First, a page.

Saw other birds like ducks and geese. and also sea lions. The penguins were molting so confined to land. Only about 6 colonies of about 12 birds each. I was expecting many more, but perhaps we are at the northern end of their range. Or, more likely, the Chilean government hs done nothing to prevent the accidental by-catch of penguins by the commercial fishery.

The 30 minute tour cost was about 12 CAD pp. After the tour, we took a horrendous gravel road for 3 km until we found a campground. Shared a bottle of Chilean red with Bob and Joyce Agar (sp?) from Gilbert Plains, Manitoba. By coinidence, that is where Louise's mother's family comes from. 

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 and Joyce advised us that the road got even worse further south so we retraced our steps the next day.

Feb 10   {map}

Woke up to find  fog and heavy condensation. We could not face another 80 km of gravel, so we retreated 2 km to Punihuil (pinguinland). It was an easy start - we had no breakfast because we ate it with dinner the night before.

Beach was much less busy now that the weekend was over and the resturants not opened yet...Stopped at the very modest Ancud municipal beach, located way out of town so as not to compete with the private cabanas and camprounds in Ancud. Got some popsiciles and chips and supplies for dinner at a near by minimarket and continued on.
Then we blasted through Ancud and out the other side onto route 5. 
Found a campsite in the late afternoon. $12/night. Now watching cows get transferred from one field to another. Later that evening, while bundled up in our sleeping bags, the the campround owner and her four kids tried unsuccessfuly to converse with us about something (maybe a movie about Canada?). It was hilarious but futile.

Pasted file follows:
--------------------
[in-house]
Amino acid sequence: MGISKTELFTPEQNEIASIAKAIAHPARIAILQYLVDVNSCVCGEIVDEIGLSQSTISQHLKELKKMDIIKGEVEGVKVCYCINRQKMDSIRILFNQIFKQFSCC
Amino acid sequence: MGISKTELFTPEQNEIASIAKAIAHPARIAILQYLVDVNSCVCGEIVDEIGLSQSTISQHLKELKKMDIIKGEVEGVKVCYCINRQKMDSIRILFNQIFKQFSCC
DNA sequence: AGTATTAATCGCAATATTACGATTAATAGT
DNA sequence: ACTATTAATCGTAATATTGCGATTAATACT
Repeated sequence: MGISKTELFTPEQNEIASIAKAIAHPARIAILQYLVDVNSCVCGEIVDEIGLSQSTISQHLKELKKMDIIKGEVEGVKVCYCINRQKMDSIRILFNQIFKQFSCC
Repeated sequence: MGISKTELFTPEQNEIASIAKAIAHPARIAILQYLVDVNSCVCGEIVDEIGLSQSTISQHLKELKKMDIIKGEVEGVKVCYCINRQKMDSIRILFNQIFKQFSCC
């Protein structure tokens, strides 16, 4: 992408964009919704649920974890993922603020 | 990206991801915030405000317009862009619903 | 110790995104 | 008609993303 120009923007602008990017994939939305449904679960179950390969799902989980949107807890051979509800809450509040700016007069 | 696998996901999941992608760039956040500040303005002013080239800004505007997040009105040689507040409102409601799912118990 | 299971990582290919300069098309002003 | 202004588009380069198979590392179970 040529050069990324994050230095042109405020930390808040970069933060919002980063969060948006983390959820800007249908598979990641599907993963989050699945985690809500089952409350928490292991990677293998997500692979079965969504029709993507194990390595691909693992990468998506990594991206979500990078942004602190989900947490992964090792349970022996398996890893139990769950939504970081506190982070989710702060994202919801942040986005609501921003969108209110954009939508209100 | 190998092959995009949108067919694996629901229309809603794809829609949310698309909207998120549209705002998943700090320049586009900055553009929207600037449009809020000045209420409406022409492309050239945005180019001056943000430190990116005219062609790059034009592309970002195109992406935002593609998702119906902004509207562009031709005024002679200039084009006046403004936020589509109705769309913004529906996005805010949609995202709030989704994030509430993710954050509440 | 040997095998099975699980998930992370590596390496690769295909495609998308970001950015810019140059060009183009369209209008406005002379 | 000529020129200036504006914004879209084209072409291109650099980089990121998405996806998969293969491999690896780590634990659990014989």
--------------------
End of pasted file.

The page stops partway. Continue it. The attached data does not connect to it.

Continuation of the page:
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Some readers might imagine our quest is over, now that we have achieved penguins. Rest assured, the thought never crossed our sun-baked brains. No, our penguin-lust is stronger now than ever. We need MORE penguins, BIGGER penguins, BETTER penguins. And so we continue our Quixotic quest southwards. 

Feb 11    {map}
After a long day we are comfortably ensconsed a nice little cabin, about 12 km outside of a small town called Dalcahue. As usual we have converted it into a laundry / field dressing station. 

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Jean GibbonsHi Louise & Mike
It was good to meet you in Puerto Octay. We’re following your blog with great interest. Hope Louise recovers quickly from the incident. Good luck with the penguin search! Jean & Nick
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9 months ago

The latter metamorphosis became necesary after Louise seperated from her bike at the bottom of a long hill. The good news is that she is going to look a lot better in a week or two. And she didn't break or sprain anything, apart from bike bits. If any readers are keeping score, we are down to zero intact Woden rear paniers now. However zip ties and duct tape will keep the show rolling.